This particular developer did not actually stay at the company very long and this project fell to me. It wasn't the best project to work on but was a good introduction to the awesomeness of ColdFusion 4.

The next developer to be taken on as a replacement had a lot more ColdFusion experience and came to the company with a number of development ideas which revolved around bespoke development - rather than off the shelf packages.

This was a real eye opener to me as he introduced the concept of custom CMS development using a MS Access DB (crazy to think we used that, though we moved onto SQL Server down the line). Sharing code meant that I was able to develop my knowledge as well as move in a personal direction in my own development. Due to the fact that we were in a small team and pretty much being given sole responsibility of each project meant that we both developed our own bespoke CMS systems, while sharing concepts with each other - always a great way to bounce ideas around.

It wasn't long before I was developing a huge range of sites ranging from basic CMS systems all the way up to enterprise Intranets and e-commerce sites. Our company never focused on one particular niche so we had to have a codebase that could adapt to *any* project. Having a bespoke CMS that could be customised based on ever changing project needs was pivitol and ColdFusion made it so much easier than it could have been. I would sometimes be shocked just how flexible CF could be when having to quickly respond to customer requirement or change requests.

I worked at that company for almost 10 years and ColdFusion became a very faithful and reliable friend... As it continues to be every day..

XMLSearch - No Results Found / Empty Array Solution

Just a quick post while it's fresh on my mind as I'm sure this is going to crop up in the future as I don't often handle XML in Coldfusion.

Basically here is the scenario. You have an XML file which isn't that complicated in structure but whatever you do XMLSearch just won't return the results you expect - it appears broken.

Here is an example from the Spotify API:

<?xml version="1.0" encoding="utf-8"?>
<artists xmlns:opensearch="" xmlns="">     
     <opensearch:Query role="request" startPage="1" searchTerms="Ash"/>

     <artist href="spotify:artist:2evydP72Z45DouM4uMGsIE">     

     <artist href="spotify:artist:77zwstbi3x1IxnbDFg6uns">
          <name>Wishbone Ash</name>

Ok, in the above let's say I wan't to get all artists from the XML using xmlSearch.

The usual way would be to specify the following:

<cfset xml = xmlParse(xmlString)>

<cfset artists = xmlSearch(xml,"/artists/artist")>

This *should* work fine - top level 'artist' node, followed by some 'opensearch' and 'artist' nodes. We should now have an array of artist nodes in our artists variable. But we don't. Why?

Well the simple answer is, look closely at the artist node. Notice the xmlns attributes? They define an XML namespace and throw the whole thing out of whack. Ok, it's part of the spec but to get around this with XMLSearch we need to change our call to the following:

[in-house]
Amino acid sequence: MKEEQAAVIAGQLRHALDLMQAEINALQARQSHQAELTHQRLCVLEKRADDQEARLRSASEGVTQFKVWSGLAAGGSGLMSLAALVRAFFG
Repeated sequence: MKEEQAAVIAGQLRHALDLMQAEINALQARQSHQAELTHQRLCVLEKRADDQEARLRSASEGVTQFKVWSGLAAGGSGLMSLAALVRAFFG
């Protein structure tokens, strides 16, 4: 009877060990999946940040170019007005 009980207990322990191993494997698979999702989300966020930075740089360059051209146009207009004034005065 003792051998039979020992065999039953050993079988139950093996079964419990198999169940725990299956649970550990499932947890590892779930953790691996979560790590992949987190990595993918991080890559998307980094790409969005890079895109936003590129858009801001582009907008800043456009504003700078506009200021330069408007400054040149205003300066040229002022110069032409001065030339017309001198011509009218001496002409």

<cfset artists = XMLSearch(xml,"/:artists/:artist")>

Simple change but this tells the command to ignore the namespace and just return all 'artist' nodes that sit underneath the 'artists' node.

A simple distinction but one that can save hours of hair tearing. :)

How to do ManyToMany Relationships with a Lookup Table Sort Order Field in Transfer

I recently had a use case in an application I'm writing where I needed to be able to sort some items which were referenced in a lookup table - modelled using ManyToMany in Transfer.

The relationship maps users to pages. It's possible to allocate the same pages to multiple users.

I initially had this relationship defined as follows (part of the 'users' object - not shown):

<manytomany name="Pages" table="lnkUsers_Pages" lazy="true">

     <link to="users.user" column="lnkIDUser"/>
     <link to="" column="lnkIDPage"/>

     <collection type="array">
          <order property="id" order="asc"/>

This all works fine and I'm able to call getPagesArray() from the users object and retrieve an array of page objects.

However, I also have the requirement to sort the returned pages based on a numeric 'sort order'. If the sort order was based upon the content pages - i.e. all pages would be sorted in the same way regardless of user allocation I could model this by modifying the collection:

<manytomany name="Pages" table="lnkUsers_Pages" lazy="true">

     <link to="users.user" column="lnkIDUser"/>
     <link to="" column="lnkIDPage"/>

     <collection type="array">
          <order property="SortOrder" order="asc"/>


This would sort the collection based upon the 'SortOrder' field in the content table.

However, my requirement is to be able to sort the results based upon a sort order field in the actual lookup table - 'lnkUsers_Pages'. The database table looks like this:


Unfortunately it is NOT possible to model this in a ManyToMany in Transfer - you can only sort by a property in the actual linked tables. So how do I achieve a sort based upon the 'SortOrder' field in the lookup table?

Well the solution is to forget the ManyToMany relationship and instead use a OneToMany in the user object that links to the lookup table which is defined as it's own object using composite keys. We then use a ManyToOne relationship from the lookup table object to the page object. The complete relationship definitions are as follows (including the user object):

<package name="users">

     <object name="user" table="tblUsers" decorator="model.users.user">